The road winds steeply, ever-upwards, deeper and deeper into the Bieszczady Mountains in the south-eastern corner of Poland.

Below you can see the sea of green valleys and fast flowing rivers. I am on the hunt for little Przewalski horses and bisons which are under protection and live in small conservation centres.

Deep in the forest we creep through beech and pine trees to meet cute brown foals feeding and fooling around. Though fully domesticated they seem shy and unwilling to be touched. Undeterred we decide to do some more hiking and spot as many wild creatures as possible.

And this is a perfect place as the landscape is sparsely populated and densely forested full of sweeping vistas and home to brown bears, solitary lynx, European bisons and even a few packs of wolves.

This area used to be a melting pot of Ukrainian Bojki and Lemki ethnic groups, Poles and Jews living together. But the WWII and the ethnic cleansing actions after the war have irreversibly changed the face of this region. The indigenous inhabitants were forced to leave and the nature took the reign again.

It became the Polish “Wild West” where dreamers, sensation seekers and people with the past but no future started to arrive and create new communities in their own unique style.

The mountain range is not very high with the highest peak of Mt Tarnica only reaching 1346m but gentle peaks and their sweeping pastures known as “Poloniny” offer great, unbroken views of wilderness and mountain ranges straddling Polish, Ukrainian and Slovakian borders.

For those who like hiking, mountain biking or horse riding this area is a real contender. And it’s quickly becoming popular with tourists especially in summertime.

You can’t travel through Bieszczady without conquering its highest peak of Mt Tarnica.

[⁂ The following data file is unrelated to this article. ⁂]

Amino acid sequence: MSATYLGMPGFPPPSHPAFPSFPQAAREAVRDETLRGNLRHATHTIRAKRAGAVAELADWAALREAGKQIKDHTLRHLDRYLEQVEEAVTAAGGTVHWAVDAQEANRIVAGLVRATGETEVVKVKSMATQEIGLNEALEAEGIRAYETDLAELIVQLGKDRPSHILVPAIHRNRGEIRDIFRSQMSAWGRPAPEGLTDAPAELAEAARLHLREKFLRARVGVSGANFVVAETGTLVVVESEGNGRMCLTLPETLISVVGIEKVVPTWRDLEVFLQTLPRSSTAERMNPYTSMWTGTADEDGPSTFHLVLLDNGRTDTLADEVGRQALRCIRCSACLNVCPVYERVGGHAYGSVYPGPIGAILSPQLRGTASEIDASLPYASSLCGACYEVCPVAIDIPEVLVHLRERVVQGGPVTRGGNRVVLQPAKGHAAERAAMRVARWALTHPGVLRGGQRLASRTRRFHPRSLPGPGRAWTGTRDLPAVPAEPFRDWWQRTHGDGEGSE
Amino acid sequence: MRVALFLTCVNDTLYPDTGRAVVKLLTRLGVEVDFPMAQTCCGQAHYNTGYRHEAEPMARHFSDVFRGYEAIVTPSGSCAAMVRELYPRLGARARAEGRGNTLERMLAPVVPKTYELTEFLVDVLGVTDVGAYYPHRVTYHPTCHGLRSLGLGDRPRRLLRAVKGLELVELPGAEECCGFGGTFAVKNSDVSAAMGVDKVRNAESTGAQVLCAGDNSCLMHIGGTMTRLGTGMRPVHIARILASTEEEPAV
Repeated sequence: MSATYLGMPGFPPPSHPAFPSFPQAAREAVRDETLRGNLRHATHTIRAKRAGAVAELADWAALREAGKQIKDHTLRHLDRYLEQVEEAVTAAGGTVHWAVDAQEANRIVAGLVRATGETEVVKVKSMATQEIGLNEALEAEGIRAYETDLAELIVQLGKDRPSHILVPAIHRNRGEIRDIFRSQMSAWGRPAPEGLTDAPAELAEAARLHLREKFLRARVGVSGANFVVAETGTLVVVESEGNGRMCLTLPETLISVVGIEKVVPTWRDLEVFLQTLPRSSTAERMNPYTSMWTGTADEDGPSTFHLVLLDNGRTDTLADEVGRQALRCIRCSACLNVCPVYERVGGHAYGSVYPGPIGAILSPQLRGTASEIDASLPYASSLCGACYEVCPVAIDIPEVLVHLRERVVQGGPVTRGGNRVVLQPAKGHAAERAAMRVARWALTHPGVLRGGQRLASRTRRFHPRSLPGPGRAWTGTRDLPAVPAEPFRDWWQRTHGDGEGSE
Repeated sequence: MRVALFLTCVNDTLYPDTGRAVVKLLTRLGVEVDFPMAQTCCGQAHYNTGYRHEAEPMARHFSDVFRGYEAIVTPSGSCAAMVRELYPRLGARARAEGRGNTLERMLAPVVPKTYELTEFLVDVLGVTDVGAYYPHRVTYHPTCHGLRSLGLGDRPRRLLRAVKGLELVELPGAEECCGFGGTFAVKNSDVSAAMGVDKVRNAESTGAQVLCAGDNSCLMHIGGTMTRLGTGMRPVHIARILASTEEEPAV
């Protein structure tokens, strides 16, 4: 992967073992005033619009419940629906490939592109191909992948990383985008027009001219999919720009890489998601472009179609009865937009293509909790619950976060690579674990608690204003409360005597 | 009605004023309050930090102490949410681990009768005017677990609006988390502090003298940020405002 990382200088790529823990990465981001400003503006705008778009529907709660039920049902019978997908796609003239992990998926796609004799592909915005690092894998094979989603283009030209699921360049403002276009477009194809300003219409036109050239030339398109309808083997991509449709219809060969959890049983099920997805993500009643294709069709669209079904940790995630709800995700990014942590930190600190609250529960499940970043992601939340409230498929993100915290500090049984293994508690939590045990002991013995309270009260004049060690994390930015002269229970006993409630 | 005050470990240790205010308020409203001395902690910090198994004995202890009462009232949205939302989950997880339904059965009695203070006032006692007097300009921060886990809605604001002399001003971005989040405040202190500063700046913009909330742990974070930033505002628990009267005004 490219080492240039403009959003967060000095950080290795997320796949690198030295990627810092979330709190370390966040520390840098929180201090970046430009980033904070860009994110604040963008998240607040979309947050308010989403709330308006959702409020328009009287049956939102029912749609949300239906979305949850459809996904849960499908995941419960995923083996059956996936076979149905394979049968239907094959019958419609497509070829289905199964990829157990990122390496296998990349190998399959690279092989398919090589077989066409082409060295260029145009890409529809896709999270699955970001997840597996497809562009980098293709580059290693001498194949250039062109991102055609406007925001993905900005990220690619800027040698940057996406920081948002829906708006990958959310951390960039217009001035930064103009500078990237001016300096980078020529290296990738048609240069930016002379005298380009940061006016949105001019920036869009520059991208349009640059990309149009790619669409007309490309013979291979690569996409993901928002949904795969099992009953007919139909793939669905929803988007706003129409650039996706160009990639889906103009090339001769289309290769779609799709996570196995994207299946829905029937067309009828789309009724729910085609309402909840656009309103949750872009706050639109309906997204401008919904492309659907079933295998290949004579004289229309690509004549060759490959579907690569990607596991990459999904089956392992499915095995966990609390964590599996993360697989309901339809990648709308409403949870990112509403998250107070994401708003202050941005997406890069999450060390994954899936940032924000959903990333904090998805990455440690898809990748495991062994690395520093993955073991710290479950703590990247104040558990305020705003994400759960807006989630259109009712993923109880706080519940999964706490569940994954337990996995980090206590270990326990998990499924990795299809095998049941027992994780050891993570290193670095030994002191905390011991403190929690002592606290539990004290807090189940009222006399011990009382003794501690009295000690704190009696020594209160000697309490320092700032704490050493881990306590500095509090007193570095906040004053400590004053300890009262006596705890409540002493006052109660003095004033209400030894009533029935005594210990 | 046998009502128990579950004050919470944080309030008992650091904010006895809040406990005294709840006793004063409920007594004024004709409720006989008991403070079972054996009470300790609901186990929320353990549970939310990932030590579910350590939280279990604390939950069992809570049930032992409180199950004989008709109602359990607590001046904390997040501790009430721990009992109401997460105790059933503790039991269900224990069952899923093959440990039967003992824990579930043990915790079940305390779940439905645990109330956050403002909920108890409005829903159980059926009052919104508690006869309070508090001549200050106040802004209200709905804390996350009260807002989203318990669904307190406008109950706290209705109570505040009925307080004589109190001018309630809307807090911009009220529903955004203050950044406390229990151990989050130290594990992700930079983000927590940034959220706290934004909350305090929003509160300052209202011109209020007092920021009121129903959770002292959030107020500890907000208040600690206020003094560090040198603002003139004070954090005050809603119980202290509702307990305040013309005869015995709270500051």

Our starting point is a small resort of Ustrzyki Gorne and our trail leads first through the dense forest.

It’s a hot summer day and the woods provide a welcome shade especially that our trail becomes rapidly steep and rocky.

Only when we reach the edge of the forest and enter lovely green pastures full of wild blueberries and tall pink flowers we are offered some respite from climbing up the hill. The views of surrounding peaks are spectacular but the sun is still merciless.Fortunately, there is a light breeze and the visibility is perfect.

The Tarnica Peak with its huge metal cross shimmers in the distance. It’s a steep and rocky trail from now on but the mountain panorama is worth the effort.

At the top you can admire the highest peaks of Szeroki Wierch, Krzemien, Kopa Bukowska, Halicz, Polonina Carynska and Ukrainian Pikuj.

From Tarnica you can continue the red trail to the other summit of Halicz or like us follow the blue trail down to a small village of Wolosate (the length of our trail – 4 hours).

The whole area is full of hiking trails offering an easy access to beautiful mountain vistas.

One of the most popular is Polonina Wetlinska (1255m). Our start is at Wyzna where the trail is quite easy at the beginning but becomes steep once you reach the forest.

We climb up for twenty minutes until we reach wide pastures and reach the highest lying mountain hut known as “Chatka Puchatka” (Winnie the Poo Hut). It’s worthwhile to walk the whole ridge of the Polonina (around 1 hour) and admire mountain ranges.

Coming down is easy – you can either follow the yellow trail back to Wyzna Pass (1 hour) or the black trail to Gorna Wetlinka (50 minutes).

Once you get tired from all this walking there is a lovely resort of Solina nearby with a large lake and the biggest dam in Poland. It’s 664m long and 82m high and offers lovely views of the lake surrounded by dark green mountain peaks.

The dam itself is pretty spectacular and at the summit you have both the banks connected by the embankment with the lake on one side and the sheer drop of the cliff on the other.

It’s a great place to unwind, swim, kayak or just simply go shopping for souvenirs. There is no shortage of bars and restaurants either.

For us observing the sun go down behind the hills and listening to gentle waves lapping the sandy banks of Solina was the perfect finish to our mountain adventure.

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